San Francisco’s Hill 3 Letters

San Francisco’s Hill 3 Letters – The reviews of the Transamerica Pyramid, from around the world after the design in 1969 revealed, were uniformly wild. The Chronicle’s architectural critic testified against the building of City Hall. Dozens of Telegraph Hill residents protested the construction zone in helmets. San Francisco city planners called the tower “an inhuman creation.”

But the Transamerica Pyramid, built on a white-hot controversial foundation, still stood tall at the end of Columbus Avenue – and emerged as an iconic symbol of San Francisco. In a city where despised projects become beloved (hello Sutro Tower!), the pyramid is king.

San Francisco’s Hill 3 Letters

San Francisco's Hill 3 Letters

July 28, 1971: The Transamerica Pyramid under construction in downtown San Francisco, as seen from Columbus Avenue. Clem Albers/The Chronicle

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With the building celebrating its 50th anniversary later this year, we looked to the Chronicle for the best photos of the skyscraper’s construction – and the harshest reviews.

The announcement of the building in the Chronicle was controversial enough, written with enthusiasm in a story announcing the arrival of Santa Claus in a local store.

“Yesterday a pyramid, so strange it might make a wink or a breath out of the Sphinx, was unveiled as the next addition to San Francisco’s skyline,” Chronicle reporter George Draper’s story began. “It will cut the sky like a stiletto, rising 1,000 feet above Montgomery Street between Clay and Washington, and will serve as the world headquarters for Transamerica Corp.”

A first look at the Transamerica Pyramid appeared in the January 28, 1969 edition of the San Francisco Chronicle.Chronicle archives.

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The 1969 design was just over 1,000 feet, making it the highest point in San Francisco, overlooking Mount Davidson at 925 feet. (The Sutro Tower, an urban design controversy for another day, was completed years later in 1973.)

Called “super-superb” by critics, it was met with derision by the city’s planning director, Allan Jacobs, and redesigned into a shorter, taller model – at 865 feet still the tallest building. in the city.

Futurist architect William Pereira, who hails from Los Angeles and worked as a Hollywood art director, insists his new skyscraper would be good for the city.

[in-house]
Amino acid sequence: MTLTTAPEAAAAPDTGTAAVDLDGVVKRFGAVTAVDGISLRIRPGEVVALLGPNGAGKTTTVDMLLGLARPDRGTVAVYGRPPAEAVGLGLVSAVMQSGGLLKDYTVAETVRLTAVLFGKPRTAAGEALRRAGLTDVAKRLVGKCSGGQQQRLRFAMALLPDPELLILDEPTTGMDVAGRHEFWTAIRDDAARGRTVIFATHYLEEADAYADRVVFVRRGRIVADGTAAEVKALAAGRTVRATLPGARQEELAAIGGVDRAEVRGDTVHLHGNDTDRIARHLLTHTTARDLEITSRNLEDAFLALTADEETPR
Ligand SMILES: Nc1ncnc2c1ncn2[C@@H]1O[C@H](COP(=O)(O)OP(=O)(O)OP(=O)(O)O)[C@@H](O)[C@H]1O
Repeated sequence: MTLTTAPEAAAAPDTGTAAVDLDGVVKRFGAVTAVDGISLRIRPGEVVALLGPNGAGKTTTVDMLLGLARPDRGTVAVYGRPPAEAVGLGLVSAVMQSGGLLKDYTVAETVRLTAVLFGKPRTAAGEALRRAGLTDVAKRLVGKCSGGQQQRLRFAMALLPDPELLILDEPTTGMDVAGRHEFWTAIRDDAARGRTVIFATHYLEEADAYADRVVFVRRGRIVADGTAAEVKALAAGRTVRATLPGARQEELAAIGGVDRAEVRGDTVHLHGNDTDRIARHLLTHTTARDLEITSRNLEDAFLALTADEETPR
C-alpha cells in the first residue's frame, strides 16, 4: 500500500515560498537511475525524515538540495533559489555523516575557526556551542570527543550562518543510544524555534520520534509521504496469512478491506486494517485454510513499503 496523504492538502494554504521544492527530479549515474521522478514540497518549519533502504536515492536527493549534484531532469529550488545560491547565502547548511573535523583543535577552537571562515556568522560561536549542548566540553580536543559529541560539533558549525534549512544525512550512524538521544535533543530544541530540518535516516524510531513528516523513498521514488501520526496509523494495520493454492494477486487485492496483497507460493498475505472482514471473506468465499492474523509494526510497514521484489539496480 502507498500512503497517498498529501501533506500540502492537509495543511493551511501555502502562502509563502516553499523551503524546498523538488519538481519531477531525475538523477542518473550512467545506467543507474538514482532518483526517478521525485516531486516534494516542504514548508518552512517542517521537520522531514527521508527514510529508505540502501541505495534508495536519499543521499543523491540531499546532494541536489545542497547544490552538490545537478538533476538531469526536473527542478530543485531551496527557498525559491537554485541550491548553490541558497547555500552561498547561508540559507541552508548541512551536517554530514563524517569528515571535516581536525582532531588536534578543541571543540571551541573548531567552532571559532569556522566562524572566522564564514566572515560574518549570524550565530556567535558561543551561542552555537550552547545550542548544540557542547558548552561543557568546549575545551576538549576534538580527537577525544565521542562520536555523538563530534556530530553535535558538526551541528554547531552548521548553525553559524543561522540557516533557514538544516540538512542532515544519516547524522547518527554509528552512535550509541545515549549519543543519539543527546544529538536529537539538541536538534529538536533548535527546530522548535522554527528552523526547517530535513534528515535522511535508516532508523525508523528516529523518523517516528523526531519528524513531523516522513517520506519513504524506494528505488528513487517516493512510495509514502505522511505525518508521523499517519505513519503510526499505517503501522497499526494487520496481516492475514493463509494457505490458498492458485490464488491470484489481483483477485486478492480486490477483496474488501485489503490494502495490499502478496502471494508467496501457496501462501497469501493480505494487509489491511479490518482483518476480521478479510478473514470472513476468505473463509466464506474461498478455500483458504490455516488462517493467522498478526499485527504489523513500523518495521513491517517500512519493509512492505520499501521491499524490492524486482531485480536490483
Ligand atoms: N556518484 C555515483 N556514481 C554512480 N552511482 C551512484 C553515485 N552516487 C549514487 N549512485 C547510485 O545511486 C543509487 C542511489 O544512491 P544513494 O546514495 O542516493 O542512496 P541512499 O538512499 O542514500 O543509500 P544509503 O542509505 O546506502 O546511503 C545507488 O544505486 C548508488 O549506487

San Francisco's Hill 3 Letters

“This pyramid design allows more light and more air to the streets and preserves the view,” he told the Chronicle. “All in all, I think we have a valid, rational design and, if you’ll forgive me, a beautiful one.”

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If anything, Pereira’s redesign was more popular. Architecture critics from San Francisco and beyond rallied against the construction. Some highlights of the deck:

“Insensitive, inappropriate, incongruous, unavoidable and misplaced.” and “No less reprehensible than… destroying the Grand Canyon.”

“True architecture block. … This building would be just as bad in Los Angeles, where it was hatched, or in Las Vegas, where it belongs, or in Dallas, where buildings fight for attention. It certainly does not belong in San Francisco , which is sensitive and easily injured.”

“The city’s most important corporation has exercised considerably more restraint in their architecture than Transamerica, which is blatantly trying to put its ‘brand’ on the city. This is antisocial architecture at its worst.”

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July 23, 1969: Protesters at the old Transamerica Building march against the new Transamerica Pyramid, announced in 1969 and built in 1972. Stan Creighton/The Chronicle

“Taste changes. But not the taste of tasteless.” The pyramid is “terrible nipple” and “a space needle that is just in the world second class.”

The worst criticism in ages came from Assemblyman John Burton, who said the pyramid would “blight the San Francisco skyline and virtually destroy the delicate beauty of Telegraph Hill and the Jackson Square area of ​​the city.”

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Transamerica officials seemed to be all smiles at the onslaught, to the point of passive aggression. One afternoon in 1970, pyramid officials passed out fortune cookies to protesters with pro-pyramid jokes inside.

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July 23, 1969: Sally Walker hands out pyramid-shaped cookies during protests against the construction of the Transamerica Pyramid. Stan Creighton/The Chronicle.

Herb Caen reports that Transamerica Vice President John Chase appeared at a protest in North Beach, where opponents wore “Stop the Shaft” caps and were served a cake shaped like the Transamerica Pyramid. Caen wrote: “Attorney Francis Carroll cut off the head and presented it to Chase, with the plea, ‘Please take a piece of cake instead of a piece of San Francisco.’

Meanwhile, San Francisco Mayor Joe Alioto has tripled his defense of the building. There is no reason, he said, that San Francisco should have “a monopoly on rectangular slabs.”